Whatever the reasons for your divorce, it happened, and, as you say, you did not want it to happen. There is no shame here for you, Lulu. Believe it.

    You may or may not tell us of your other shames - but in reality, shame is when we do something wrong and we know at the time of doing it that it is wrong, and yet we continue and do it all the same. Like eating the apple for example. Although I believe that itself would not have happened if God commanded that they do not eat broccoli.

    Praying for you Lulu, that you may yet come to accept that there's no shame in divorce. God bless you.

    1. Oh, Victor, shame is so much more--than the feeling of when we do something wrong--that is shame and guilt, Friend, The two lines down the same road--but shame can diverge and be caused by other things---even when we did no wrong. Tomorrow I look at one of the other causes of our shame---labeling. When I began to explore the topic---I soon discovered there was so much more to shame than your explanation.

      I appreciate you comments and your admonition there is no shame in divorce, but as the old saying goes--until you have walked a mile in my shoes. The entire point of this post was my acceptance of the shame the world places on me when Jesus does not point his finger at me--but wiped my slate clean---and I am not shamed in His eyes.

      As always--I am thankful for your input and enjoy our hitting the ball back and forth over the pond. If all the world felt as you do, Friend, it would be a much more beautiful place.


    2. I repeat - you have no reason to be ashamed of being divorced. If other people have a problem with you being divorced then that is their problem and not yours. It says more about them and their attitude than it says about you. You are a wonderful person who believes in God and do your best to live according to His law; and you are also divorced. Being divorced does not stop you from being a good person; and per se is nothing to be ashamed of. Hold your head up high and be proud of who you are.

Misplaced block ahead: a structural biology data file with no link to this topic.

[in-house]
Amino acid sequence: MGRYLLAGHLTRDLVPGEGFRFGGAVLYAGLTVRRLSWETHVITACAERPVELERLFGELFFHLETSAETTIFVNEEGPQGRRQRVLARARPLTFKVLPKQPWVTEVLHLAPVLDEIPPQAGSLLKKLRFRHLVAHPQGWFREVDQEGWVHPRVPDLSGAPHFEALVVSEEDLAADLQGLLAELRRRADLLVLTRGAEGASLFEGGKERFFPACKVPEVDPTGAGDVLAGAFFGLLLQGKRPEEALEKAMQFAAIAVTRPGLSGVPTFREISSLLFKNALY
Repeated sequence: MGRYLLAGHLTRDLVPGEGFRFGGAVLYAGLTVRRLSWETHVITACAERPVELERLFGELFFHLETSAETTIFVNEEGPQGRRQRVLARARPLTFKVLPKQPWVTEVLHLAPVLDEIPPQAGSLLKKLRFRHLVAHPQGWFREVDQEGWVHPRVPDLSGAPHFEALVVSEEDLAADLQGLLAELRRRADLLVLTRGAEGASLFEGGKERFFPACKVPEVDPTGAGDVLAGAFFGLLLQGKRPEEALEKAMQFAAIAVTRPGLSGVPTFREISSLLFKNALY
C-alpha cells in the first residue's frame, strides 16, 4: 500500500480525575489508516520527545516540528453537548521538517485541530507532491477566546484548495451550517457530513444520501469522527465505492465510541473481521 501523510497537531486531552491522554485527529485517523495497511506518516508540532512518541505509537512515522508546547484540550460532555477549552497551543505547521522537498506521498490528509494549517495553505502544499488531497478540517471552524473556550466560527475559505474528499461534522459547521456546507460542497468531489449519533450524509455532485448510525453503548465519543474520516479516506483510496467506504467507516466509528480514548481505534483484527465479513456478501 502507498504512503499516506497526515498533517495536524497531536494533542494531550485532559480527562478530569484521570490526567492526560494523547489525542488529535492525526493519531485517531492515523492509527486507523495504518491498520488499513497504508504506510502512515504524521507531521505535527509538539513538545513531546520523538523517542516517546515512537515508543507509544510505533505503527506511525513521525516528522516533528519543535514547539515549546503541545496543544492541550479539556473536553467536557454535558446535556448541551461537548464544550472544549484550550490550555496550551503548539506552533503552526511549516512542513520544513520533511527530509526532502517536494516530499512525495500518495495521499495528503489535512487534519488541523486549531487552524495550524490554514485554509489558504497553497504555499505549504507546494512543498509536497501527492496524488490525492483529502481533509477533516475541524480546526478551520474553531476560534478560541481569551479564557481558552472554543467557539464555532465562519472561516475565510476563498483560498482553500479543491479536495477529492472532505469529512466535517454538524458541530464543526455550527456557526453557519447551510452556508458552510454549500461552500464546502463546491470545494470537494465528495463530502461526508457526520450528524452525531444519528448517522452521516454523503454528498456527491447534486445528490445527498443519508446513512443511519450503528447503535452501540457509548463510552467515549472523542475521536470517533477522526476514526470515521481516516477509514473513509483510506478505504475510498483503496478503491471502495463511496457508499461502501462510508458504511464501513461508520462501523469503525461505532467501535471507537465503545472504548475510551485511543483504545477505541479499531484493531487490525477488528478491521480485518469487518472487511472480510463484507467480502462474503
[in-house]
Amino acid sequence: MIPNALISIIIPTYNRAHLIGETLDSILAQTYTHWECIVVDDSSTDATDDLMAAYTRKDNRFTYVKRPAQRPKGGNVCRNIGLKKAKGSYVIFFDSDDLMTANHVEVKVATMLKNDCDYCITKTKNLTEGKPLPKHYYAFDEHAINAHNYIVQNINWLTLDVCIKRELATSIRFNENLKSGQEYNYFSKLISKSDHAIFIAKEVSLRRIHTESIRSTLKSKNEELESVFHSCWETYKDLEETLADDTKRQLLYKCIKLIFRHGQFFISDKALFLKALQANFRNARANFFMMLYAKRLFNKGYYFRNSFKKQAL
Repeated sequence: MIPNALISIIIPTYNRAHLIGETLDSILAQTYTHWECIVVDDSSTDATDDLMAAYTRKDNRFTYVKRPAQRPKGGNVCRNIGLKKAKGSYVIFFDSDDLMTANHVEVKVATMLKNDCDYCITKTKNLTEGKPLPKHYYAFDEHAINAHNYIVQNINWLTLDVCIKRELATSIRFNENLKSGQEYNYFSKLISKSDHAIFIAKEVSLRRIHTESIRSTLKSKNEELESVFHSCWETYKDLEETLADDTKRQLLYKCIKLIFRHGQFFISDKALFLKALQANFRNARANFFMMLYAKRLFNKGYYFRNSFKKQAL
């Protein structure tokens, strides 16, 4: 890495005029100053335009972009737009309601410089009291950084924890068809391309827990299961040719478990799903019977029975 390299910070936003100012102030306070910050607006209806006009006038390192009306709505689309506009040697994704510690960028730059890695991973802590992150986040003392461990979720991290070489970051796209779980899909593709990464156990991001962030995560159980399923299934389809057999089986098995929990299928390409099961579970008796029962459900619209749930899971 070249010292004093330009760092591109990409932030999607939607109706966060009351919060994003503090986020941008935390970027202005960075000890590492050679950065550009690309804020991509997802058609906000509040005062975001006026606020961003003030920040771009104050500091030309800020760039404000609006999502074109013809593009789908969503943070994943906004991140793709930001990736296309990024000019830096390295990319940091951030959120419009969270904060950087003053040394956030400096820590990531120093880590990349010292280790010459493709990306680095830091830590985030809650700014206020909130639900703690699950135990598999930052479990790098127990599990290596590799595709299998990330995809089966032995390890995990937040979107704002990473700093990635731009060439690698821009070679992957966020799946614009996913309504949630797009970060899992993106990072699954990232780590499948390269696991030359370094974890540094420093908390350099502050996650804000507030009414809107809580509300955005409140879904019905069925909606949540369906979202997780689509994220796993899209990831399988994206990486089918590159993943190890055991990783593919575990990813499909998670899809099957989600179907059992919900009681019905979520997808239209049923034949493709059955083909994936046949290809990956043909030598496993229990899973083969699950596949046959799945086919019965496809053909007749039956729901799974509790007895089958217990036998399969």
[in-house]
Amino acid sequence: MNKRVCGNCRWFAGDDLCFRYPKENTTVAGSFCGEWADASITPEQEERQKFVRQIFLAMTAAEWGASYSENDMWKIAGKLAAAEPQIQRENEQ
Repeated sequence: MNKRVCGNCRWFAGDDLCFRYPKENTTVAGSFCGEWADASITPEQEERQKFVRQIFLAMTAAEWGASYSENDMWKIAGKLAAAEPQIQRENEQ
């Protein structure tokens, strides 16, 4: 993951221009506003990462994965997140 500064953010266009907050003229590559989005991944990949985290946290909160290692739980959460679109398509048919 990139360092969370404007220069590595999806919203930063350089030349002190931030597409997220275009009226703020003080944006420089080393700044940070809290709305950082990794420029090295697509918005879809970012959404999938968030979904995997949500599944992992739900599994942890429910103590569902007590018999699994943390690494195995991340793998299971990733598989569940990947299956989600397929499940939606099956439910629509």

God bless you.

    3. My head knows what you say is true, Victor. It is sometimes easier to hide away than to face this head on--so I write about it in an effort to move past it! I am thankful for your support!
      Blessings, Friend!

  2. Ohhhhhh, I quite agree with Victor, my friend (hmm...on the Catholic church, though---I will leave it at that.)---I see where he is coming from---and I also see where your coming from. As always, a very thoughtful post.

    Praying you have a beautiful week, friend.

    1. More to come on this subject, Friend. Tomorrow's topic may well resonant with many.
      It's a sunny cold day here in TX---my cold is in the 40's unlike your frigid in the single digits. Plan to take a walk and soak in the sunshine!
      Blessings on you, Friend!

  3. Brene' Brown has written several excellent books concerning shame - how we get it, how it influences us, and how to get free from it. Highly recommended!

    1. Thanks for the rec, My Friend!. I am not finished exploring the topic!
      Listen to your Vox message & TALK TO ME!!!
      Blessings, dear Friend!

  4. Maybe this will encourage your spirit, my dear friend ...

    The tragedy of guilt and shame


Your comments keep my writing and often cause me to think. A written form of a hug or a pat on the back and an occasional slap into reality---I treasure them all!